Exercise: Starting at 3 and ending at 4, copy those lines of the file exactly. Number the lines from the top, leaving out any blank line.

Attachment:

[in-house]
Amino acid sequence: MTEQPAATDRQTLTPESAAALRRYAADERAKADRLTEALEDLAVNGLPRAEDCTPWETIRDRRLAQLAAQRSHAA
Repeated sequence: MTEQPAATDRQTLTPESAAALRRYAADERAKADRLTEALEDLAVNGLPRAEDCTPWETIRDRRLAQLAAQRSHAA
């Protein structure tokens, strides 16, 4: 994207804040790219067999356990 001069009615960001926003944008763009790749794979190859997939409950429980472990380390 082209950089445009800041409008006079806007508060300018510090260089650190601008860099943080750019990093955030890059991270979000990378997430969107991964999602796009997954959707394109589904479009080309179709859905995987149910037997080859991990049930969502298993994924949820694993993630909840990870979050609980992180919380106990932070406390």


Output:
Repeated sequence: MTEQPAATDRQTLTPESAAALRRYAADERAKADRLTEALEDLAVNGLPRAEDCTPWETIRDRRLAQLAAQRSHAA
């Protein structure tokens, strides 16, 4: 994207804040790219067999356990 001069009615960001926003944008763009790749794979190859997939409950429980472990380390 082209950089445009800041409008006079806007508060300018510090260089650190601008860099943080750019990093955030890059991270979000990378997430969107991964999602796009997954959707394109589904479009080309179709859905995987149910037997080859991990049930969502298993994924949820694993993630909840990870979050609980992180919380106990932070406390």